Kate Flora grew up on a chicken farm in Maine where the Friday afternoon trip to the library was the high point of her week. She dreamed of being able to create the kind of compelling, enchanting worlds of the books she disappeared into every week, but growing up in the era when “help wanted” ads were still sex-segregated, she felt her calling was to go to law school and get the job they told her she couldn’t have.
After law school, Kate worked in the Maine attorney general’s office, protecting battered kids, chasing deadbeat dads, and representing the Human Rights Commission. Those years taught her all a crime writer needs to know about the human propensity to commit horrible acts. After some years in private practice, she decided to give writing a serious try when she quit the law to stay at home for a few years with her young sons. That ‘serious try’ led to ten tenacious and hellacious years in the unpublished writer’s corner, followed, finally, by the sale of her Thea Kozak series.
As of Fall, 2014, Kate’s fourteen books will include seven Thea Kozak mysteries, four gritty Joe Burgess police procedurals, a suspense thriller (written under the name Katharine Clark), and two true crime books, Death Dealer and Finding Amy (co-written with Joseph Loughlin, a Portland, Maine Deputy Police Chief). Finding Amy was a 2007 Edgar nominee as well as a Maine Literary Award finalist, and has been optioned for a movie. Kate’s award-winning short stories have been widely anthologized and Redemption, her third Joe Burgess mystery, won the 2013 Maine Literary Award for Crime Fiction.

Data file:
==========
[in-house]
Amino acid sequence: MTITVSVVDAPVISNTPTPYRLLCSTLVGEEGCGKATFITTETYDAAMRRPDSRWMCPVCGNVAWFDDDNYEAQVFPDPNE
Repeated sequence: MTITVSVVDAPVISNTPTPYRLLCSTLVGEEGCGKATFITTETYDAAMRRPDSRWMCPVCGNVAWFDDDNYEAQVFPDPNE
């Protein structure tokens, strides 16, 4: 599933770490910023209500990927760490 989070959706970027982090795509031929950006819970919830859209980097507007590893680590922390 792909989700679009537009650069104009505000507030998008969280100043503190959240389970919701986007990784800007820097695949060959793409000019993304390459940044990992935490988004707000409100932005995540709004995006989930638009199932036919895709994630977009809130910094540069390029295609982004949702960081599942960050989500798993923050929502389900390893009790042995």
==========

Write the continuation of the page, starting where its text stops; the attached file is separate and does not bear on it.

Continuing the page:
She is a founding member of the New England Crime Bake, the region’s annual mystery conference, and the Maine Crime Wave. With two other crime writers, she started Level Best Books, where she worked as an editor and publisher for seven years. She served a term as international president of Sisters in Crime, an organization founded to promote awareness of women writers’ contributions to the mystery field. Currently, she teaches writing and does manuscript critiques for Grub Street in Boston.
She has two sons (one into film and the other into photovoltaics) two lovely daughters-in-law, an adorable five-year-old grandson and four granddogs, Frances, Otis, Harvey, and Daisy. When not conducting research for her novels and nonfiction—research that includes riding an ATV through the Canadian woods or hiding in a tick-infested field waiting to be found by search and rescue dogs—Kate can often be found in her garden, waging war against the woodchucks and her husband’s lawnmower, or in the kitchen, devising clever and devious ways to get the men in her life to eat their vegetables.